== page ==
If you’re a true beer lover, you probably think that the very idea of non-alcoholic beer is ludicrous at best, blasphemous at worst. However, in Japan right now the major brewers are actually propping up their businesses with non-alcoholic beers, which means that the relatively low price you pay for your suds is being subsidized by consumers who, for whatever reasons, prefer their grog without the high.
There are two main aspects of beer that contains no alcohol. The first, more obvious one is that people who drink it don’t get drunk, so after pounding a few they can drive (supposedly the reason it was developed), operate heavy machinery, have babies and meet the in-laws without making fools of themselves. The other, less obvious aspect is that if a beverage ‘s alcohol content is less than one percent, no alcohol tax is imposed. The three types of malt liquor — beer, happoshu, and so-called daisan (type 3) — all have taxes attached, with the amount depending on the malt content. Daisan has the least malt content and thus the lowest tax. The average price of a 350 ml can of daisan beverage is between ¥130 and ¥150. About ¥28 of that price is tax.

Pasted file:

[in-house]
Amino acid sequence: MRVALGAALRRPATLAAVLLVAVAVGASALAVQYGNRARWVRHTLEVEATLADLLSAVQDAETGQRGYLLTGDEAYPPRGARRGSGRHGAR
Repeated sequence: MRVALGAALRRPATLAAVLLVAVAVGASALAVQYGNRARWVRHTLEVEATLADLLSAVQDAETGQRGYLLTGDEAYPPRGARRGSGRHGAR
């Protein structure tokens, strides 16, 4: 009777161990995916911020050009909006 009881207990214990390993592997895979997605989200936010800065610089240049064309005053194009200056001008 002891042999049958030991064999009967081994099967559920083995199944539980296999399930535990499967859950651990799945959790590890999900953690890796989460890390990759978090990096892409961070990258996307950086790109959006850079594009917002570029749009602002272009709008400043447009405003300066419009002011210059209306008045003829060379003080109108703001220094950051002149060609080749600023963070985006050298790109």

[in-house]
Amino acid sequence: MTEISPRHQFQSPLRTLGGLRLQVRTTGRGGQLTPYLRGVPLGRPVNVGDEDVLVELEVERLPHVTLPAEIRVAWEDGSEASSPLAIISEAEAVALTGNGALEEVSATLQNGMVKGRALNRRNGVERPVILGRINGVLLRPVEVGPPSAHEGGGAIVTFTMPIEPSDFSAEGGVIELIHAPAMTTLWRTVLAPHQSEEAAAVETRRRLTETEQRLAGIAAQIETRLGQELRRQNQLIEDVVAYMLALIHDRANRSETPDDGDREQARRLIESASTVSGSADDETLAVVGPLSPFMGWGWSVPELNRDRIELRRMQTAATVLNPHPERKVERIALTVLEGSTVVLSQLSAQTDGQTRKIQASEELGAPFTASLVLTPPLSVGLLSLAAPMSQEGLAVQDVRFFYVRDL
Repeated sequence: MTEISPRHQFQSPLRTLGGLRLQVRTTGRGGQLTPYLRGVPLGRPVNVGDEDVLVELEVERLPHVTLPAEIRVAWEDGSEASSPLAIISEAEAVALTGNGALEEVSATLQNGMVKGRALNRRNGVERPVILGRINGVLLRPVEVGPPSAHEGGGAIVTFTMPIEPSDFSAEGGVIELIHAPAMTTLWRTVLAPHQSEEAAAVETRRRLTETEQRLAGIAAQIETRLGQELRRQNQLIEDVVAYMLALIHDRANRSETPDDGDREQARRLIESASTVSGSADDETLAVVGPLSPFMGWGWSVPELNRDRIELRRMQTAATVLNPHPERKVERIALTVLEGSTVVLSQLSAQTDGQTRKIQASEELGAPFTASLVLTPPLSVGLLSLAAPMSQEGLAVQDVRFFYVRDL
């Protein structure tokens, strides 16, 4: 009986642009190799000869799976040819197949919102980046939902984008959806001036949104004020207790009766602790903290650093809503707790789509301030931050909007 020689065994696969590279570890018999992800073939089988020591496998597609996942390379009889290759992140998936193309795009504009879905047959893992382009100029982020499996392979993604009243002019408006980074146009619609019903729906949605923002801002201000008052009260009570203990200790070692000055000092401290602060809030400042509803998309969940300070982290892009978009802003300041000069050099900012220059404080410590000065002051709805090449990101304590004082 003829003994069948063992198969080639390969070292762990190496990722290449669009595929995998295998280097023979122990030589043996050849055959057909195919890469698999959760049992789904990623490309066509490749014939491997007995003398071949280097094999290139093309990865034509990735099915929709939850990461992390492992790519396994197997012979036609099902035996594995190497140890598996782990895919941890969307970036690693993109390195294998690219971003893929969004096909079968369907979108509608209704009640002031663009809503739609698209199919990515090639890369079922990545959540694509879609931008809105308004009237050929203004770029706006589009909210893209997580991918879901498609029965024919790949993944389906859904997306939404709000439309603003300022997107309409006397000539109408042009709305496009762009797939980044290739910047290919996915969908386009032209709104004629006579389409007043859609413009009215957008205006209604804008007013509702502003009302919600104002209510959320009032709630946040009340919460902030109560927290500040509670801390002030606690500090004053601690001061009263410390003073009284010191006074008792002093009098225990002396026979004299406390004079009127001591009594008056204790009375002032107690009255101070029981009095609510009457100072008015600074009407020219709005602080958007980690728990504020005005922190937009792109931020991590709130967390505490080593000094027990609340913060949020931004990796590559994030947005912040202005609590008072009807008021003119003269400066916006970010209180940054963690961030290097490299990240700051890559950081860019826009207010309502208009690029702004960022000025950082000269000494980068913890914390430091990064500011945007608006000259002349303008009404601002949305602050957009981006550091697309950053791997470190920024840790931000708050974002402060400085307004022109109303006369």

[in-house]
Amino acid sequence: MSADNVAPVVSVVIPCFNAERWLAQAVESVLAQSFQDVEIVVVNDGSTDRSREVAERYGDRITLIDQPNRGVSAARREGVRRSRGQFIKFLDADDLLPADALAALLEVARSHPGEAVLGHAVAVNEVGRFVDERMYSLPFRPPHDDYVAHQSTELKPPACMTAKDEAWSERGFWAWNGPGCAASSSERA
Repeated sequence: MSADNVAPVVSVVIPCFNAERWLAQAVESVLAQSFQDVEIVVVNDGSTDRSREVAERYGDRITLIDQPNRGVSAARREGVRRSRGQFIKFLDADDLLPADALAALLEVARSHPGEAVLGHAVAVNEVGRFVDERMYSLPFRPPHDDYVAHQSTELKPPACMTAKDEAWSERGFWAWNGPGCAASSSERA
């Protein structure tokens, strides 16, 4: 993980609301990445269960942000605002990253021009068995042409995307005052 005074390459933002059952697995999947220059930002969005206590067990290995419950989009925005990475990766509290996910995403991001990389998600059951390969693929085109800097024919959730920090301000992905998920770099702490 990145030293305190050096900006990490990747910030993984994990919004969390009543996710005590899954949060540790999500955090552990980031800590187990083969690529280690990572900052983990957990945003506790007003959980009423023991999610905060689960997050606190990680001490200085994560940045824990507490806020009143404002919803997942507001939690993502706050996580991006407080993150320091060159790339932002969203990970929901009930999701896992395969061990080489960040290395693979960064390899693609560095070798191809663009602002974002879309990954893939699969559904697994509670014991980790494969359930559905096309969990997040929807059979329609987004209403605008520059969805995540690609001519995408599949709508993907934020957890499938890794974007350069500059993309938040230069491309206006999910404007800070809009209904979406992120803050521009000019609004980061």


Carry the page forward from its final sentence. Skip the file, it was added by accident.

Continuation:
Right now, alcohol-free beer is selling for about the same price as daisan beer, but since there is no tax, the manufacturer makes theoretically ¥28 per can more than they do for daisan. What needs to be remembered is that production costs for all these beverages, whether they have alcohol or not, is about the same.